Buying property in Singapore? Why Rochor is a district to watch

House hunters have to cast their net wide to take in Singapore’s post-pandemic property boom. Not long ago, the search for a luxury address tended to lead prospective buyers towards expat-favoured Robertson Quay, Orchard, Sentosa, Holland Village or Bukit Timah.

Now you’re equally likely to find that dream home in suburban pockets like Marine Parade, Jurong, Bedok or Yishun.

The uptick in the citywide property market, despite COVID-19 restrictions, has resulted from a surge in private-home sales and prices, as well as the effects of the HDB resale market. But this rosy outlook isn’t just misplaced pandemic-era optimism; house prices have been rising steadily for four years now, cresting at 4 pet cent in early 2021. And while central condo units performed best later in the year, the suburbs hit a new high in Q2.

The south-central cultural district of Rochor is a case in point: A melting-pot area that straddles Little India, Kampong Glam, Bugis and Beach Road, and is now witnessing an upsurge of luxury condos in the wake of recent gentrification in the area.

While current prices rocket skywards for ultra-luxe condos or detached properties around Farrer Park, the cost of purchasing a two-bedroom, two-bathroom unit in Rochor averages S$1.5 million as the midtown area’s diversity, convenience and relative affordability become apparent to a wider market.

New, mixed-use condominiums in development in and around Beach Road embody this newfound emphasis on luxurious living, deploying a “work/live/play” concept – accommodation that’s designed for a holistic lifestyle experience in the heart of a metropolitan setting, similar to that showcased in earlier projects such as South Beach Residence.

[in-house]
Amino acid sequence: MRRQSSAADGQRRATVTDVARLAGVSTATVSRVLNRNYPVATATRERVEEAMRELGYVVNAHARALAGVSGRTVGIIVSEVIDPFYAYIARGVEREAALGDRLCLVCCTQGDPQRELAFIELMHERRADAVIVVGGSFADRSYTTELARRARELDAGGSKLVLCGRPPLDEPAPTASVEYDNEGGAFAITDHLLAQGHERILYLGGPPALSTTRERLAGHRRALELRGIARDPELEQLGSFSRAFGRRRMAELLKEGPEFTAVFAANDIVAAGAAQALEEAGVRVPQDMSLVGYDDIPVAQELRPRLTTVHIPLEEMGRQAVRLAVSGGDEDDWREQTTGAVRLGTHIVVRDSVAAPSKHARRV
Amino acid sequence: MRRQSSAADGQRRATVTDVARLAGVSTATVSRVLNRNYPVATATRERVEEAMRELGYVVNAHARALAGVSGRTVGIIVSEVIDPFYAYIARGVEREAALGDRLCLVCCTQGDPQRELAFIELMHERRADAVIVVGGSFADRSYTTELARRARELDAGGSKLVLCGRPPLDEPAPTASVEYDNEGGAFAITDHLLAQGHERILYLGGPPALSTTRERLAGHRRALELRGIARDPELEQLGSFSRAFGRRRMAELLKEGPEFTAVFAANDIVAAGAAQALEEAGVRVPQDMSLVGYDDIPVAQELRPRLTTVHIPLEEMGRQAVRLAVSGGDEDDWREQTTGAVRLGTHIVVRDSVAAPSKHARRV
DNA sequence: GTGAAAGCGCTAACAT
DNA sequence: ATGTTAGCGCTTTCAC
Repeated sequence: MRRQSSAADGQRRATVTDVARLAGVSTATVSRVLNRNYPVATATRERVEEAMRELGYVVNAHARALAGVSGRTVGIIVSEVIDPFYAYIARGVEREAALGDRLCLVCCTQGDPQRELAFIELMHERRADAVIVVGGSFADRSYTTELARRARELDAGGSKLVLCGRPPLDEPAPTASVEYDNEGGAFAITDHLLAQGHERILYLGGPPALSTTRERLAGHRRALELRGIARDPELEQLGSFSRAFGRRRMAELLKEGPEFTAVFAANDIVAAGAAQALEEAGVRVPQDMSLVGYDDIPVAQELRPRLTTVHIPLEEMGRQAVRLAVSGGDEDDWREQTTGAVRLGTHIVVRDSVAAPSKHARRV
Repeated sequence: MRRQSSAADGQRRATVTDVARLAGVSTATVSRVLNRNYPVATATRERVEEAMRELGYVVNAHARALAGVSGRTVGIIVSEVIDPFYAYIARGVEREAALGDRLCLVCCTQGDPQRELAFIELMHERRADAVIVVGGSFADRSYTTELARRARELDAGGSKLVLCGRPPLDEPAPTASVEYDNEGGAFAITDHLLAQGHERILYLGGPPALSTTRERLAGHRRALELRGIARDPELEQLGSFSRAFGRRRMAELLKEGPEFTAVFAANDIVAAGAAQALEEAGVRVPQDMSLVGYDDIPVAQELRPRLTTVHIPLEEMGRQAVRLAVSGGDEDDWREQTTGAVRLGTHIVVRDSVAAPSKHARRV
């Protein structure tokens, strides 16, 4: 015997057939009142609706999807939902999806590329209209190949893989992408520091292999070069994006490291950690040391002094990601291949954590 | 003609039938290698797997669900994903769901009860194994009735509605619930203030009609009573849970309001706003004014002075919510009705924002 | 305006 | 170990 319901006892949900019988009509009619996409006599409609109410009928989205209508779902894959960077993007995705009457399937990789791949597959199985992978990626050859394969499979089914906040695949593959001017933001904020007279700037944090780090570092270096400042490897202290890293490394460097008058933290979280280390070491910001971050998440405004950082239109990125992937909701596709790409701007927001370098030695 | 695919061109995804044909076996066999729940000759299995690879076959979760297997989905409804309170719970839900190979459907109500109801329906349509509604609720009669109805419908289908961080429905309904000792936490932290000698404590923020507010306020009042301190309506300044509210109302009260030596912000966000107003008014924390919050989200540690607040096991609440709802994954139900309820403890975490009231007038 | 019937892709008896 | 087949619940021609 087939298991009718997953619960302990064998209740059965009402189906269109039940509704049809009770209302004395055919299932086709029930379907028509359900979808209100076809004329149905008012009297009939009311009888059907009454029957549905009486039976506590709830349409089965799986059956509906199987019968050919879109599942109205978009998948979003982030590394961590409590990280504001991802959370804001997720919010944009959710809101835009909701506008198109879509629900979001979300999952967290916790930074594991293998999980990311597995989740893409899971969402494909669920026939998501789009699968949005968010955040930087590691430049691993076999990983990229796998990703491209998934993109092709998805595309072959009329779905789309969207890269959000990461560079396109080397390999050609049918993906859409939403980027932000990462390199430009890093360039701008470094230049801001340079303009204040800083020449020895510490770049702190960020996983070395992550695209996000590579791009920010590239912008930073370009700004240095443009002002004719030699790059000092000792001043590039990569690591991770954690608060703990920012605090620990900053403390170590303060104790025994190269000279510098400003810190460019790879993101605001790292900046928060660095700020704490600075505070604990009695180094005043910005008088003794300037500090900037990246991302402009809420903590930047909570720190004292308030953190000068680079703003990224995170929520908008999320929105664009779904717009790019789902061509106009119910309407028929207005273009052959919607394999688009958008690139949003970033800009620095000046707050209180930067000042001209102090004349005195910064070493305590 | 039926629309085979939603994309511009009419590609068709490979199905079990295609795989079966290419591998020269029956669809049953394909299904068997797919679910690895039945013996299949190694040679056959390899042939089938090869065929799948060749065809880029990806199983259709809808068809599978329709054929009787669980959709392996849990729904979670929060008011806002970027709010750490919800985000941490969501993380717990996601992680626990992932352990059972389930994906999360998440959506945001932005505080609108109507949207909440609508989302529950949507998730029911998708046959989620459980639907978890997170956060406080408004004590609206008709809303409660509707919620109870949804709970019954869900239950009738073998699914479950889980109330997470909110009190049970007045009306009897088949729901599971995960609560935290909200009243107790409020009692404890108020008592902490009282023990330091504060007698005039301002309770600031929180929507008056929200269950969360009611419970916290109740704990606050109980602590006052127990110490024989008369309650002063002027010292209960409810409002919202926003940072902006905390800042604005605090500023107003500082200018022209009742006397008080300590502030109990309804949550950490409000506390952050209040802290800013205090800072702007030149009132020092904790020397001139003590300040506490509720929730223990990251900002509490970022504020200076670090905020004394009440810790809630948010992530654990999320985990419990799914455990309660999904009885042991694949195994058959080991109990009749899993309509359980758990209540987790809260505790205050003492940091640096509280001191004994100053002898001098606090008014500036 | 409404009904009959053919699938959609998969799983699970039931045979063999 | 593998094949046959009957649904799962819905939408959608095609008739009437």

To that end, apartment sizes range in size from one to three bedrooms, and include adaptable duplex units featuring moveable parts such as doors, kitchen fittings and partitions that help to maximise space.

Meanwhile the integrated developments also offer utilities such as social clubhouses, office suites, networking lounges and meeting rooms; sporting facilities like tennis courts, gyms and running tracks; and abundant leisure spaces including rain gardens, pools, gaming rooms and children’s playgrounds. Some newer apartment towers are also decorated with modern artworks and, for added convenience, incorporate separate areas for retail stores.

Considering its location and wide variety of cosmopolitan community attractions, it’s no great surprise that Rochor’s moment as a housing hotspot has arrived. The district doesn’t just encompass the bases for Singapore’s Indian and Malay minorities, but also some of the city-state’s most notable architecture.

The National Library, a performance venue as well as a study centre, is situated on Victoria Street; the golden-domed Masjid Sultan (1932)  a building originally inspired by the influx of Muslim migrants from Malaysia and Indonesia – stands at the gateway to Kampong Glam; and the angular design of LASALLE College of the Arts enlivens the area just south of Little India. Mount Emily Park, a desirable green lung, lies minutes away, and award-winning F&B establishments showcase fine food, drink and design around Bugis Street.

Three prominent contenders for Singapore’s best after-hours hangout are Atlas, Maison Ikkoku and Ginett Restaurant & Wine Bar, all located within Rochor’s boundaries.